Favorite Books of 2018

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book review

It’s been a great year for me in terms of reading – 44 books in total. Here are some of the ones I enjoyed the most.

How to turn down a billion dollars

“I am now convinced that the fastest way to figure out if you are doing something truly important to you is to have someone offer you a bunch of money to part with it.

“The rock stars of the company were not the developers but rather the artists. The founders came from animation and media backgrounds. The walls of the office were covered in personalized cartoons, giving it the feel of an art studio rather than a tech startup.”

How to talk about books you haven’t read

“Reading is first and foremost non-reading. Even in the case of the most passionate lifelong readers, the act of picking up and opening a book masks the countergesture that occurs at the same time: the involuntary act of not picking up and not opening all the other books in the universe.”

“In truth, readers and non-readers alike are caught up in an endless process of inventing books, whether they like it or not, and the real question is not how to escape that process, but how to increase its dynamism and its range.

Kafka on the shore

“Closing your eyes isn’t going to change anything. Nothing’s going to disappear just because you can’t see what’s going on. In fact, things will even be worse the next time you open your eyes. That’s the kind of world we live in. Keep your eyes wide open. Only a coward closes his eyes. Closing your eyes and plugging up your ears won’t make time stand still.

“Narrow minds devoid of imagination. Intolerance, theories cut off from reality, empty terminology, usurped ideals, inflexible systems. Those are the things that really frighten me. What I absolutely fear and loathe.” 

“It’s like Tolstoy said. Happiness is an allegory, unhappiness a story.” 

Straight to hell

“Rules are for the obedience of fools and the guidance of wise men. […] Let scholarship kids, or worse, do-gooder types follow the rules. Then come talk to me in twenty years.

“Who you know is as important as what you do and how you are perceived is more important than any reality.”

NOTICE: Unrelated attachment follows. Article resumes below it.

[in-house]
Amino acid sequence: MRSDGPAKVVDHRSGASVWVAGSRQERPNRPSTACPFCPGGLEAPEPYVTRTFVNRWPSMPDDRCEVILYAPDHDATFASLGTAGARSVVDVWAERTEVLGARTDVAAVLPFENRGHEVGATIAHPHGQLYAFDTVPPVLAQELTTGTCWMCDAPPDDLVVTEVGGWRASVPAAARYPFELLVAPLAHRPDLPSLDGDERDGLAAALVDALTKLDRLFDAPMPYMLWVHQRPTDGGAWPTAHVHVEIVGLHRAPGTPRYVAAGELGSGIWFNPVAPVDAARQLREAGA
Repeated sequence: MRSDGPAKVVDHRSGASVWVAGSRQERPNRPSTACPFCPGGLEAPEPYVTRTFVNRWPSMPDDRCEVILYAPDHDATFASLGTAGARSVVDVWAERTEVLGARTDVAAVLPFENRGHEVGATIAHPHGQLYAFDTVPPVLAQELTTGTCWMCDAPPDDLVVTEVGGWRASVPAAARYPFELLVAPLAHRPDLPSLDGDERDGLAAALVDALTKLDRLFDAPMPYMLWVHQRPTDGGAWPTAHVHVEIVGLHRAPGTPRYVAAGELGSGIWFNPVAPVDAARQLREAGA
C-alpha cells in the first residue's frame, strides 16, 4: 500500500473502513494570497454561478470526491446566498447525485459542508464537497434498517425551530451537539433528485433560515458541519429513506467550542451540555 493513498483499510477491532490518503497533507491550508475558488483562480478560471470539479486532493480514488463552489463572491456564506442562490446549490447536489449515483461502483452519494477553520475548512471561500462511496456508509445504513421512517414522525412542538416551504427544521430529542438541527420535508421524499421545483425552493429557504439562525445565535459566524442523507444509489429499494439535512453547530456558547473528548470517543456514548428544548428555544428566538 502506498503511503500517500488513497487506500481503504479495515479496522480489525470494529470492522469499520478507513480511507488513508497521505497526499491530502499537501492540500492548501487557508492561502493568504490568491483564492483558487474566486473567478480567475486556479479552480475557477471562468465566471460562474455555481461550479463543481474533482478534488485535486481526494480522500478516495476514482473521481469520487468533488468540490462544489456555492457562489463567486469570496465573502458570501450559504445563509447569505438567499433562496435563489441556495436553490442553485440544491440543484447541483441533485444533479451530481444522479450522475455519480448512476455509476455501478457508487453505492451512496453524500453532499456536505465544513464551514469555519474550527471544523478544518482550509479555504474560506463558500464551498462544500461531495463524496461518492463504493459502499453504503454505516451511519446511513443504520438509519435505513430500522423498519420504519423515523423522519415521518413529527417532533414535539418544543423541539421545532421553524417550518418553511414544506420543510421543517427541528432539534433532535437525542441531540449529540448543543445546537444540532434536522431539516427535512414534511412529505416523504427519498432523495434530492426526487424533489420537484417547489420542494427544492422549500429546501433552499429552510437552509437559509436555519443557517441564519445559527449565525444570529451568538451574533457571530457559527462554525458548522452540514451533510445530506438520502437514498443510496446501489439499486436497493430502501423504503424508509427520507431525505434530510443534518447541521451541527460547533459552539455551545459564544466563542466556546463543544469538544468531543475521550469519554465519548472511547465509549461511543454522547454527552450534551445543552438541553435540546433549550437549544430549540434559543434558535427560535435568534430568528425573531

The billion dollar whale

“Jho Low’s story epitomizes the shocking power of those who learn how to master the levers of international finance in the twenty-first century. How he thrived, and what it says about the failure of global capitalism, is the subject of this book”

“It was a lesson that power and prestige—or at least the appearance of it—opened all kinds of doors. Low positioned himself in the group as someone who could get things done. He’d make the bookings and collect money when it came time for the bill, making it appear like he was the one paying. He became the fixer, trading off his proximity to the truly powerful, and it had the effect of making him a focus of attention.

Be slightly evil: a playbook for sociopaths

“I divide my officers into four classes; the clever, the lazy, the industrious, and the stupid. Most often two of these qualities come together. The officers who are clever and industrious are fitted for the highest staff appointments. Those who are stupid and lazy make up around 90% of every army in the world, and they can be used for routine work.

The man who is clever and lazy however is for the very highest command; he has the temperament and nerves to deal with all situations. But whoever is stupid and industrious is a menace and must be removed immediately!

Disney War

A Disney-esque house of cards in the Michael Eisner era.

Essays in Love

“Yet we can perhaps only ever fall in love without knowing quite who we have fallen in love with. The initial convulsion is necessarily founded on ignorance. Love or simple obsession? Who, if not time (which lies in its own way), could possibly begin to tell?

“Certainly travellers had returned from the heart and tried to represent what they had seen, but love was in the end like a species of rare coloured butterfly, often sighted, but never conclusively identified.

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